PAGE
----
- The Washington Times - Wednesday, June 10, 2020

The head of the Justice Department’s criminal division announced Wednesday that he will be stepping down next month.

Brian Benczkowski, who oversaw several high prosecutions during his roughly two years in the position, did not say why he was leaving the department. His last day is July 3.

“It truly has been the honor of my professional career to serve at the department once again and to lead the men and women of the criminal division,” Mr. Benczkowski said in a statement. “Their work ethic and steadfast commitment to the cause of justice, the rule of law and vindicating the rights of victims have inspired me every day.”

Attorney General William Barr said Mr. Benczkowski served the department with distinction.

“In addition to his able handling of some of the most complex white-collar investigations the Department has ever conducted, one of his greatest contributions to the country were his efforts combatting the nation’s opioid crisis,” Mr. Barr said in a statement.



“His decision to use data analytics changed our approach and undoubtedly saved many lives. That is just one example of the many ways Brian innovatively approached today’s law enforcement challenges to make a lasting impact,” the statement continued.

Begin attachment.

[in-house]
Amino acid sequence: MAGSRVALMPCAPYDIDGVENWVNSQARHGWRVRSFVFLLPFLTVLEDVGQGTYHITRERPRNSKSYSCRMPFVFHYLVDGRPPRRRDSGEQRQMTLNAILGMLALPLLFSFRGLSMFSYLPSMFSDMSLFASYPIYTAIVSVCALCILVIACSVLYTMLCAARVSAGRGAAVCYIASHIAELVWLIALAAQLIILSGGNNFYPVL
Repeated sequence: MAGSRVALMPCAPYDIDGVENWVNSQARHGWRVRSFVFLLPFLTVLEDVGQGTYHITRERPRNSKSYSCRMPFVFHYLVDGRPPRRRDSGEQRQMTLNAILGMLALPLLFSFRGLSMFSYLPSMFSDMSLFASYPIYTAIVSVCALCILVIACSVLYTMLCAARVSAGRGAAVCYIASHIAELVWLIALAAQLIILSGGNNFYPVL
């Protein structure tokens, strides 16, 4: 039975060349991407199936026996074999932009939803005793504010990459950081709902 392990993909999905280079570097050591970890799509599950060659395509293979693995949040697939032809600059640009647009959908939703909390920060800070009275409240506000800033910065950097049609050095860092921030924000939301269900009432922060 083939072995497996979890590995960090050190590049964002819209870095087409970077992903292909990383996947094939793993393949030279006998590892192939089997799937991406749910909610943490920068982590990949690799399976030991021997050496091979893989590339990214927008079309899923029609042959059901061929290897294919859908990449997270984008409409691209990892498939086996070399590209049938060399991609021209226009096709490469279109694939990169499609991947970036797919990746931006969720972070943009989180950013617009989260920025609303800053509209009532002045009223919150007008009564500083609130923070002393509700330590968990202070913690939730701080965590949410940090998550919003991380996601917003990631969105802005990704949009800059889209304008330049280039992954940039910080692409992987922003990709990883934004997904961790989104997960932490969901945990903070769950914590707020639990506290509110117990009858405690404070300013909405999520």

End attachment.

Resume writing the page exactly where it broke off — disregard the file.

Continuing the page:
Mr. Benczkowski will be replaced by Brian Rabbitt, who has served as the the principal deputy in the criminal division since March. Previously, Mr. Rabbitt worked as a White House attorney, senior policy advisor at the Securities and Exchange Commission, and Mr. Barr’s chief of staff.

The departure comes while the criminal division simultaneously pursues federal charges against individuals who rioted and looted in the aftermath of George Floyd’s death and fraud cases stemming from the coronavirus pandemic.

Mr. Benczkowksi was confirmed as head of the criminal division in July 2018 after a highly contentious fight among lawmakers.

Democrats claimed his lack of prosecutorial experience and representation of a Russian bank while a private lawyer made him a poor choice for the position. Republicans said he had the necessary experience because he oversaw the Justice Department transition from the Obama to Trump administrations.

Mr. Benczkowski’s achievements as head of the criminal division included the formation of the Appalachian Regional Prescription Opioid Strike Force to combat opioid addiction and the prosecution of the notorious drug lord known as “El Chapo.”

• Jeff Mordock can be reached at jmordock@washingtontimes.com.

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